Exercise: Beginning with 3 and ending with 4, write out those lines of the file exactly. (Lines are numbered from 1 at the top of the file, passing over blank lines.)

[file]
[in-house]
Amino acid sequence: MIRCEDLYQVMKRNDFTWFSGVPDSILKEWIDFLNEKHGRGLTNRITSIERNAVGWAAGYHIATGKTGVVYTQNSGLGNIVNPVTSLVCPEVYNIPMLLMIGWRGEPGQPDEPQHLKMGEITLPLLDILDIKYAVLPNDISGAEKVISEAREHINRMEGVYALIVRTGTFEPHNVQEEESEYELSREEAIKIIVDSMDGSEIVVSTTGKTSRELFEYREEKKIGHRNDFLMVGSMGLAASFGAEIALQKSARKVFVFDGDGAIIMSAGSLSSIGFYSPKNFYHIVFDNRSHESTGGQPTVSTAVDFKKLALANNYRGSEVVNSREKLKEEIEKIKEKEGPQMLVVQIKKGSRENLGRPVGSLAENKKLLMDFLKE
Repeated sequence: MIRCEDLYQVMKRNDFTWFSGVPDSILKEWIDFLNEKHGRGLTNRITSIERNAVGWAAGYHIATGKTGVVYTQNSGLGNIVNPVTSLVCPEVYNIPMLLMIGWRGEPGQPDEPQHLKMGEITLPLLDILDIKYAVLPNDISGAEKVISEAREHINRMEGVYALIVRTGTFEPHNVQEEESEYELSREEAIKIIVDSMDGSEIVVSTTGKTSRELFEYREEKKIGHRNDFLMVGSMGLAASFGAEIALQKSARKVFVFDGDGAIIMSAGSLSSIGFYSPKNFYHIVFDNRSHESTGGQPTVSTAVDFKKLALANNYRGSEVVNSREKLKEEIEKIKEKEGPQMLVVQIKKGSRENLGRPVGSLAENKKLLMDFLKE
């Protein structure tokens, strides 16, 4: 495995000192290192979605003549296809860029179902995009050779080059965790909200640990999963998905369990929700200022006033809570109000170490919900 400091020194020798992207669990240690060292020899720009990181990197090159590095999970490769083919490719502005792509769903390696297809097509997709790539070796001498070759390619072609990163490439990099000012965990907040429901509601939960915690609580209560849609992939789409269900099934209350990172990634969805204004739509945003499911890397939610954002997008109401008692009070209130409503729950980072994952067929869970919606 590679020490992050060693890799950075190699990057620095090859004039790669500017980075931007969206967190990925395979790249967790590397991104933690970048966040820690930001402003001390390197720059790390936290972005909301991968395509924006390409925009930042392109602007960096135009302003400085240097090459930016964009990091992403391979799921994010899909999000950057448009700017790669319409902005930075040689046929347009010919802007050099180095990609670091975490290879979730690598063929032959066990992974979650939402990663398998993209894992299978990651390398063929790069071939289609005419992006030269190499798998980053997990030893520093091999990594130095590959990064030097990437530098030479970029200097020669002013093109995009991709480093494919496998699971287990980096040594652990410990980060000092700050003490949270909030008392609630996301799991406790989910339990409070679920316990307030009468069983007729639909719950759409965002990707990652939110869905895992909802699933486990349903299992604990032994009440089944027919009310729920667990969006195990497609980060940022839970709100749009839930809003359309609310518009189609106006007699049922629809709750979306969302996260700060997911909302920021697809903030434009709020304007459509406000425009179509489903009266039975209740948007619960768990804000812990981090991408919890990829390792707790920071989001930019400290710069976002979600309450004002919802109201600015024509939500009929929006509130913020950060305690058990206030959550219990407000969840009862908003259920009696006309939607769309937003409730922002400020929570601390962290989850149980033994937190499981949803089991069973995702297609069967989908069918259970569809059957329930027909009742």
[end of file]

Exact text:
Repeated sequence: MIRCEDLYQVMKRNDFTWFSGVPDSILKEWIDFLNEKHGRGLTNRITSIERNAVGWAAGYHIATGKTGVVYTQNSGLGNIVNPVTSLVCPEVYNIPMLLMIGWRGEPGQPDEPQHLKMGEITLPLLDILDIKYAVLPNDISGAEKVISEAREHINRMEGVYALIVRTGTFEPHNVQEEESEYELSREEAIKIIVDSMDGSEIVVSTTGKTSRELFEYREEKKIGHRNDFLMVGSMGLAASFGAEIALQKSARKVFVFDGDGAIIMSAGSLSSIGFYSPKNFYHIVFDNRSHESTGGQPTVSTAVDFKKLALANNYRGSEVVNSREKLKEEIEKIKEKEGPQMLVVQIKKGSRENLGRPVGSLAENKKLLMDFLKE
């Protein structure tokens, strides 16, 4: 495995000192290192979605003549296809860029179902995009050779080059965790909200640990999963998905369990929700200022006033809570109000170490919900 400091020194020798992207669990240690060292020899720009990181990197090159590095999970490769083919490719502005792509769903390696297809097509997709790539070796001498070759390619072609990163490439990099000012965990907040429901509601939960915690609580209560849609992939789409269900099934209350990172990634969805204004739509945003499911890397939610954002997008109401008692009070209130409503729950980072994952067929869970919606 590679020490992050060693890799950075190699990057620095090859004039790669500017980075931007969206967190990925395979790249967790590397991104933690970048966040820690930001402003001390390197720059790390936290972005909301991968395509924006390409925009930042392109602007960096135009302003400085240097090459930016964009990091992403391979799921994010899909999000950057448009700017790669319409902005930075040689046929347009010919802007050099180095990609670091975490290879979730690598063929032959066990992974979650939402990663398998993209894992299978990651390398063929790069071939289609005419992006030269190499798998980053997990030893520093091999990594130095590959990064030097990437530098030479970029200097020669002013093109995009991709480093494919496998699971287990980096040594652990410990980060000092700050003490949270909030008392609630996301799991406790989910339990409070679920316990307030009468069983007729639909719950759409965002990707990652939110869905895992909802699933486990349903299992604990032994009440089944027919009310729920667990969006195990497609980060940022839970709100749009839930809003359309609310518009189609106006007699049922629809709750979306969302996260700060997911909302920021697809903030434009709020304007459509406000425009179509489903009266039975209740948007619960768990804000812990981090991408919890990829390792707790920071989001930019400290710069976002979600309450004002919802109201600015024509939500009929929006509130913020950060305690058990206030959550219990407000969840009862908003259920009696006309939607769309937003409730922002400020929570601390962290989850149980033994937190499981949803089991069973995702297609069967989908069918259970569809059957329930027909009742």